Let’s skip the sugarcoating. Boston can be a tricky place. We’re a grouchy lot, set in our ways. Our winters are cold, our bars close too early, our rents are too high, and the chip we wear on our shoulder turns us into grizzled provincial hunchbacks. But before you hop a bus back to mom and pop in Dallas or Trenton or Butte, please know, it’s not all bitching and bitterness. In fact, what you’ll find here — if you let it, and you should — is that Boston provokes a singular sense of loyalty.
Over time, slowly, it will burrow beneath your skin, lodge itself in your heart and head. As you shotgun beers in sweaty Allston hovels. As you feel the heady press of humanity riding on the Green Line. As you cross the Mass Ave bridge, on foot or bike, and your heart swells to see Boston rise above the river in all its grace and majesty. If it doesn’t happen right away, don’t fret. You’ve got a lot to learn; Boston’s got a lot to teach you. And lucky for you, wide-eyed younglings, freshmen and -women, we’ve been wandering this city for a while. Below, staffers here discuss some of the things they wish they’d known about Boston, and offer tips on how to get the most out of this place, your new home.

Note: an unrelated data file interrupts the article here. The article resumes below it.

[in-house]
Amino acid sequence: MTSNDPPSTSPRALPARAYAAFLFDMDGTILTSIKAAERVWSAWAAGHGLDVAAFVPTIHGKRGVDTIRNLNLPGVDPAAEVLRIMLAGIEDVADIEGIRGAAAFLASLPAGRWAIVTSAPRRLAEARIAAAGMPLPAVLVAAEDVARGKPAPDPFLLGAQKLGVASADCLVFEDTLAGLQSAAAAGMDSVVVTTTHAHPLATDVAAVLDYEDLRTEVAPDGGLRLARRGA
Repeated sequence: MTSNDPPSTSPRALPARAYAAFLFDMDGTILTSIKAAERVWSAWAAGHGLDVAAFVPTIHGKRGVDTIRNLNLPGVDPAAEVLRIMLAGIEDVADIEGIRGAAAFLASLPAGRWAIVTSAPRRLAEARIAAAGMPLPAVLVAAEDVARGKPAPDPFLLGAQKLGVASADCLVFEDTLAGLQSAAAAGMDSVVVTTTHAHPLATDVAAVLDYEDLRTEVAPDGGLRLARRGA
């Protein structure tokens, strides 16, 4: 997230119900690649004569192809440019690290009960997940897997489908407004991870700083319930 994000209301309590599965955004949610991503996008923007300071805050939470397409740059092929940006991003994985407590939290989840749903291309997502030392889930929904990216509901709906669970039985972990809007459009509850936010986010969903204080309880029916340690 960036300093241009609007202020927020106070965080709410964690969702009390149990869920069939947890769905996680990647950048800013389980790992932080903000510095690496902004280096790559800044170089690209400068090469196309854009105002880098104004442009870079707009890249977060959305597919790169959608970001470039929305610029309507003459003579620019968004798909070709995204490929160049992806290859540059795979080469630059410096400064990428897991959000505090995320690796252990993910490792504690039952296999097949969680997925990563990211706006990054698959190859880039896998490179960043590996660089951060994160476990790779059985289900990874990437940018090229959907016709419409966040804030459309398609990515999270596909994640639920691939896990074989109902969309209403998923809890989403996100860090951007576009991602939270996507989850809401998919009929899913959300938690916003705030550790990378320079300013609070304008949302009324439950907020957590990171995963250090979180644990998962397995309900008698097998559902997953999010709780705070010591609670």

I wish that someone had told me sooner to get a bike, and ride it everywhere, even in the winter. Sure, narrow streets and aggressive drivers abound, and pedaling around the place is frightening at first. But what you’ll quickly learn is that pretty much anywhere you want to go is easy to get to by bike. Cambridge to Allston? Fifteen-minute ride. Newbury Street to South Boston? Twelve minutes. And there’s the added bonus that you can always park right in front of wherever you’re going. No longer will I sacrifice hours of my life searching for the only two visitor parking spots that exist in the North End. And you don’t need to go to the gym because it’s a workout just getting to and from where you want to go. Take that, freshman 15!
— Caitlin E. Curran
Can the Natty Ice and know your local brews
There may not be more breweries per capita in Boston than in any other American city, but the ones we do have are truly world-class. So here’s some advice: drink well.
Boston Beer Company’s Samuel Adams is the granddaddy, of course. It was first brewed in 1985 and helped foment the fermentation revolution that is American craft brewing. Try their flagship Boston Lager, but also seek out the excellent Chocolate Bock and Hallertau Imperial Pilsner. Harpoon was founded the following year, and its beers have been enjoyed by thousands upon thousands of Boston’s college students. Try their delectable staple IPA, or, if it’s not hoppy enough, Rusty’s Red Rye Ale (the latest in Harpoon’s limited-edition 100 Barrel Series).